A bit out of proportion – obviously put together by a madman or seriously abused in its lifetime – this green, enamel-over-metal teapot was my first flirtation with “metallic” for #WorldWatercolorMonth2019. I think it is okay, but really more of a warm up study. The ones that follow are a bit better. As I was doing them, I became more confident in the brushwork.
This is rather obviously a teaspoon – but the handle is really too short! Thus, it is now a sugar bowl spoon.
I need to practice drawing more, and working on relationships of size and such. While my painting is improving, I can’t say my drawing is.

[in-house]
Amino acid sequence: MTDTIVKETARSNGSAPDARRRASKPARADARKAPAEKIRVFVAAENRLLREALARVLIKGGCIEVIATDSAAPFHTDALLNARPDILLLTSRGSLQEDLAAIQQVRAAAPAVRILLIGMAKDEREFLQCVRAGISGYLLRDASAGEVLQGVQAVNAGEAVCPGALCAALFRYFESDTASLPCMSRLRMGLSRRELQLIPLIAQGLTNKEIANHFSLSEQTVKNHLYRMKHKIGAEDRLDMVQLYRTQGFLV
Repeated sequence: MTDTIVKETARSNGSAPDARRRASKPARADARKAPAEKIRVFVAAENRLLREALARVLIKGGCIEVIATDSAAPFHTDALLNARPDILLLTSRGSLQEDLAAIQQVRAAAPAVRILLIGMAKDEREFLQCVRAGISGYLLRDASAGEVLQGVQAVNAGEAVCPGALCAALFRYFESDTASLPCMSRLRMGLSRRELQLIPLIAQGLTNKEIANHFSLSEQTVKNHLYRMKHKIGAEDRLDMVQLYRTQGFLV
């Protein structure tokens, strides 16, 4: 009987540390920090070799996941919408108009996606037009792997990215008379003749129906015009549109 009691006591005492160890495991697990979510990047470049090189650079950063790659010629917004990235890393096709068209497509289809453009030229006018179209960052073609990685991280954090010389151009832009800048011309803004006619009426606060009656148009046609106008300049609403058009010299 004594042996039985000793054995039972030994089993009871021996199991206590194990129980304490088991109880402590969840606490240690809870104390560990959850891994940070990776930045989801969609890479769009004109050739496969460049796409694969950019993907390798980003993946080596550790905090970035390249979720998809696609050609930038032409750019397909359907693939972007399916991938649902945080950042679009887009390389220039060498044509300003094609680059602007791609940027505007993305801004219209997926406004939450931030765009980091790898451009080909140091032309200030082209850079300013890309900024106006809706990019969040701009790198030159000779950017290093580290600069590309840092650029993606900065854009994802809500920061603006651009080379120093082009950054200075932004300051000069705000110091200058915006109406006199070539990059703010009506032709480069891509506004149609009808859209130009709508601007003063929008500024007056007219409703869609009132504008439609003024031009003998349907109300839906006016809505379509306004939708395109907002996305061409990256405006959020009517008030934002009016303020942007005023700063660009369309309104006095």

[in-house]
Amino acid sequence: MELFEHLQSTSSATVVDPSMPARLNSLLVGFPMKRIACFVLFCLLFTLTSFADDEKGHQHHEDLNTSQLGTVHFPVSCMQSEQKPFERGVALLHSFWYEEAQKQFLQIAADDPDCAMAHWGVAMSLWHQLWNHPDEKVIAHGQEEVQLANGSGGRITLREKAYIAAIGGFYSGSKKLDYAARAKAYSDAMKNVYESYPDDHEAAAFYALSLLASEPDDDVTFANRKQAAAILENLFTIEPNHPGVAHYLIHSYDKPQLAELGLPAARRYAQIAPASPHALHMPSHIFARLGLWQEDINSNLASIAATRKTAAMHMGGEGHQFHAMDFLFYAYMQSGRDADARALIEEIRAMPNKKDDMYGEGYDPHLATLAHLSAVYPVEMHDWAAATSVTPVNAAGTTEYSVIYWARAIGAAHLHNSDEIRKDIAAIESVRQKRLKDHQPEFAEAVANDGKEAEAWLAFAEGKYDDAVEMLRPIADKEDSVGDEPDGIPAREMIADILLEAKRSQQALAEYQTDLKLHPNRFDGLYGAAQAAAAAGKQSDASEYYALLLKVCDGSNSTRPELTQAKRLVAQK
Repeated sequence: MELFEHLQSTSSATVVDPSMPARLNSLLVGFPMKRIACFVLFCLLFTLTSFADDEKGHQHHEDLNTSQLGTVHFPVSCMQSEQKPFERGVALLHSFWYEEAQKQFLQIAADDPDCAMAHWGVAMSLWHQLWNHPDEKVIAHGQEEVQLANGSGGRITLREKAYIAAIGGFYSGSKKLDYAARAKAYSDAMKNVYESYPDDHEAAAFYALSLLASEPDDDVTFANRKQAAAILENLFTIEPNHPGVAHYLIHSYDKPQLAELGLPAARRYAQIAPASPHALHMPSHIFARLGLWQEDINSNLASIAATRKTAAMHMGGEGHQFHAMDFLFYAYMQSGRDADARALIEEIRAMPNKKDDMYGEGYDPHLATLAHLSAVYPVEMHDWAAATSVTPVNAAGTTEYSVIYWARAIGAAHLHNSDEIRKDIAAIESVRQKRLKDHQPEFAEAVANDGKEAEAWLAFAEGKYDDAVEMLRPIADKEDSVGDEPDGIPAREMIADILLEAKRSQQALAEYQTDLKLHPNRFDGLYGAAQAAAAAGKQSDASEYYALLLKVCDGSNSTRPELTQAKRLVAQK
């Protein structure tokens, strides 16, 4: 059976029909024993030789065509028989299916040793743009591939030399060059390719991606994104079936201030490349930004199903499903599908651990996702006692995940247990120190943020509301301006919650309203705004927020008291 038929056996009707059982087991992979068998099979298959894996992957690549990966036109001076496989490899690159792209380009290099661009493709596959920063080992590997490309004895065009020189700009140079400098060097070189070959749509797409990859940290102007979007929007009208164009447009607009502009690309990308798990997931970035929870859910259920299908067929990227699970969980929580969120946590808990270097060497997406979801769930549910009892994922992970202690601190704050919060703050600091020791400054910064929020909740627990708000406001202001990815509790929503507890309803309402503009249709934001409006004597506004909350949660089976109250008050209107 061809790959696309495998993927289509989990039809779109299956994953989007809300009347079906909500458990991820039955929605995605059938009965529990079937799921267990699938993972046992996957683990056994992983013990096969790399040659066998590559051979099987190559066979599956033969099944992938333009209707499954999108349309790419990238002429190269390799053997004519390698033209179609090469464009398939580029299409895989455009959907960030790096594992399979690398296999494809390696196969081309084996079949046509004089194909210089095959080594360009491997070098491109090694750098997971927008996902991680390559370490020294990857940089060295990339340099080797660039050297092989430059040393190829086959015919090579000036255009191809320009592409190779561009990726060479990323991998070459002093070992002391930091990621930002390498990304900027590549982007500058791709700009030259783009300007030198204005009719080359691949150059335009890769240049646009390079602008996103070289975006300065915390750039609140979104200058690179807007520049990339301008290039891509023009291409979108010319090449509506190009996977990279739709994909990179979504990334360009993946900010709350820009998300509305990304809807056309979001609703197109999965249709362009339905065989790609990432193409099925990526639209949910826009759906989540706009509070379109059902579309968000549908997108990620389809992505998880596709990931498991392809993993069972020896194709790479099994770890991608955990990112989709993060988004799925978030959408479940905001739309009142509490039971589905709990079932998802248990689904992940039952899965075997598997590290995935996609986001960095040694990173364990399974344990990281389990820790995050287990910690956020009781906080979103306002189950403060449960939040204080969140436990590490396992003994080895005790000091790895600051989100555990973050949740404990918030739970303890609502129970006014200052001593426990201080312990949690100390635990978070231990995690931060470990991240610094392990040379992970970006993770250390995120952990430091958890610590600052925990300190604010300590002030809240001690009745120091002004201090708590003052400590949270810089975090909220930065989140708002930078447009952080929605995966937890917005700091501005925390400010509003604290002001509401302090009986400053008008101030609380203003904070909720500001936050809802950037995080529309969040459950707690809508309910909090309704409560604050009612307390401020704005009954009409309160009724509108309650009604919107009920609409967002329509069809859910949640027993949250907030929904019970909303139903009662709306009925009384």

Nonetheless, I am pleased with this. I used only Payne’s Grey and used it in varying strengths to create a (gasp!) monochromatic watercolor study.
Nest is an old brass skeleton key. I used Burnt Umber, Quin Gold, Organic Vermilion, and Payne’s Grey. I figured since I had done something with underlying metal and silver, a gold color was necessary.
Working my way through these paintings did not take a lot of time, but they did focus my attention. The elements of contrast I am learning in gouache is really becoming apparent in my watercolors.
Bolder brushwork, too. In gouache, I have been doing a lot of scumbling; here, I am working by holding the brush at its end, away from the ferrule, and holding it more loosely. It works as far as freeing me from a sense of “I have to do this perfectly” – don’t know why, but it is interesting to see how a physical stance changes the mental, and perhaps the final artistic result.